And while they might be more frequent users of technology, this year’s full study showed that AEC firms are actually less focused on automation and artificial intelligence than other professional service industries surveyed by Hinge.

It will be interesting to observe the impact of “tipping point” applications like ChatGPT have across professional services. While these systems are unlikely to replace actual expertise or quality thought leadership content, they may very well democratize qualitative elements and provide opportunities for efficiency at scale. Many less publicized, but similarly powerful tools are already integrated into BI, communications and data platforms. This will be an important technology to monitor and potentially harness for a competitive edge as others adapt and adopt at a slower pace. These technologies have already been transformational in B2C, B2B and media – professional services will not be too far behind.


So how do high growth AEC firms and no growth firms differ as they look toward the future? While mergers and acquisitions (M&A) and succession planning will likely still play a part in AEC firms’ future growth strategies, this year’s study found that High Growth AEC firms are looking to learn more about technology-driven topics and trends such as automation, artificial intelligence, the internet of things (IoT), and smart buildings. Their no growth counterparts are still focused on established tech, like BIM.

In addition to technology, high growth AEC firms are planning to focus more efforts on far-reaching market trends like ESG (Environmental, Social, and Governance) and green infrastructure.

Marketing and Business Development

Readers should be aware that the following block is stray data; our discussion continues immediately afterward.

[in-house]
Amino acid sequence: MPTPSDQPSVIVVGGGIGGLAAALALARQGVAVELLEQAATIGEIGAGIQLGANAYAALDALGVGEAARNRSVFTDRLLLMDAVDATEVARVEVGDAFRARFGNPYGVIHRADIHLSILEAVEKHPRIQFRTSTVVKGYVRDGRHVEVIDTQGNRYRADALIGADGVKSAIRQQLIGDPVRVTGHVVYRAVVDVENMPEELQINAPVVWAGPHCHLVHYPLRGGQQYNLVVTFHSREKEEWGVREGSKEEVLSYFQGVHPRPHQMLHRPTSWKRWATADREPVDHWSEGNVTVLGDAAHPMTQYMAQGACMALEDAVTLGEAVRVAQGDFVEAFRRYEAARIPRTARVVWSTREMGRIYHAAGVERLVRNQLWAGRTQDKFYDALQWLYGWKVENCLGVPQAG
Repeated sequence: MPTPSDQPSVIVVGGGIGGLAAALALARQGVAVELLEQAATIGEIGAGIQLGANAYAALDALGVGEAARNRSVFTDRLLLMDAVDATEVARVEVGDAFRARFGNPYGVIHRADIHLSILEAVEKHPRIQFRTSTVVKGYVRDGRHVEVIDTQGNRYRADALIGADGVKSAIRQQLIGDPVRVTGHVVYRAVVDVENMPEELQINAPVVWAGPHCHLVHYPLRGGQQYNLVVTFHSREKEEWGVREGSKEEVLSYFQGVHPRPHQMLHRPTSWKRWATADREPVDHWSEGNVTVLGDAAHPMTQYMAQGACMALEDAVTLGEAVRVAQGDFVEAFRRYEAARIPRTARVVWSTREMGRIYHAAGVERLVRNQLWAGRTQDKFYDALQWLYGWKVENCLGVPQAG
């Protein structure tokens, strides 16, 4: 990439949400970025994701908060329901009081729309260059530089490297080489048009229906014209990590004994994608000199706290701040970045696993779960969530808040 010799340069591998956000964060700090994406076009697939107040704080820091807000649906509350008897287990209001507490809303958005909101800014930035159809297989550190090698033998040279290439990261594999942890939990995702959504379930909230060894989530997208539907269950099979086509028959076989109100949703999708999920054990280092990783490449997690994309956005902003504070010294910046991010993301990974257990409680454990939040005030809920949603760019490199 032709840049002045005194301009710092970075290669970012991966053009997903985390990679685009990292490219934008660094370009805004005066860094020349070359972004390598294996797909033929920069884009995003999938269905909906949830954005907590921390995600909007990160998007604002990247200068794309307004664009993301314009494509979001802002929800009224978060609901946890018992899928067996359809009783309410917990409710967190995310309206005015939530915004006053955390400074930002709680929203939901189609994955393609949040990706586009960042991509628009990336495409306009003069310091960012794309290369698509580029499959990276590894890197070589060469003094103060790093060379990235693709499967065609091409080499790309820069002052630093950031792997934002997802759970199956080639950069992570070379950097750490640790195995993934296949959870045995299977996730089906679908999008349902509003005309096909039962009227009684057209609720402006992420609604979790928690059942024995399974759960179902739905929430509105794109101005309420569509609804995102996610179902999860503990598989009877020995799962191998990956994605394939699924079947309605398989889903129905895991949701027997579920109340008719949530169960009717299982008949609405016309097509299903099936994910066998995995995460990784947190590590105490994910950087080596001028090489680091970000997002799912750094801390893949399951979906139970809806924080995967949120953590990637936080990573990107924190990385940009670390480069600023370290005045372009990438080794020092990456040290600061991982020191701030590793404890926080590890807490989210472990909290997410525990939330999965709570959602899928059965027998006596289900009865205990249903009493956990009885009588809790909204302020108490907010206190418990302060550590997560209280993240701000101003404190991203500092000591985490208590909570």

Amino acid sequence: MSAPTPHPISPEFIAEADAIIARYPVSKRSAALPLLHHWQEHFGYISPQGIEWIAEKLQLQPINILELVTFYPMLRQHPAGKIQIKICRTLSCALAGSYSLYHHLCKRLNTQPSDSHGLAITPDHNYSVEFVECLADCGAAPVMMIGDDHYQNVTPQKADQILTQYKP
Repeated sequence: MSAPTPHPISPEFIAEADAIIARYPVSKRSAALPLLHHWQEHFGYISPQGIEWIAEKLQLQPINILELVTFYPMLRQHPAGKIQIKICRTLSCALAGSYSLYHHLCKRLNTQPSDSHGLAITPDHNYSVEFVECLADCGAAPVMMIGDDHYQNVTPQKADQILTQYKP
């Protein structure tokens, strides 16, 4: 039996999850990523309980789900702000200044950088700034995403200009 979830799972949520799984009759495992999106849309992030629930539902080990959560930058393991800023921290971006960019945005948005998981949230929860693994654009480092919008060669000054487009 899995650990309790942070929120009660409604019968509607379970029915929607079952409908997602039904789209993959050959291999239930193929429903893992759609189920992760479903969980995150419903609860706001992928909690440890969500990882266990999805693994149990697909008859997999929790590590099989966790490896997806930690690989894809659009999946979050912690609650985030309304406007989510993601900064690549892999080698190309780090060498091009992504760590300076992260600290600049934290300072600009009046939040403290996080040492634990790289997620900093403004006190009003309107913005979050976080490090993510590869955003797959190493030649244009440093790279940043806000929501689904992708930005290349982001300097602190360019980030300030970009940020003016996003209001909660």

It comes as no surprise that high growth AEC firms are investing more in marketing than their no growth peers in order to drive their growth and profitability, but where do they see the most bang for their buck? Let’s compare and contrast marketing priorities and application of techniques to begin our assessment.

Perhaps one of the greatest learnings from this year’s study is where high growth AEC firms are prioritizing their time next, because after all, they must be doing something right! Social media marketing, a low-cost, low-effort digital technique, was identified as their top priority for 2023 while three times as many high growth AEC firms than no growth firms are utilizing social media advertising. (See Utilization of Marketing Techniques) This focus comes as the industry continues to adapt to the after-effects of a global pandemic and its impact on in-person event strategies. The fastest growing AEC firms are also prioritizing creating content and SEO. And firms are conducting more keyword research, using a programmatic, intentional approach along with publishing written blog posts.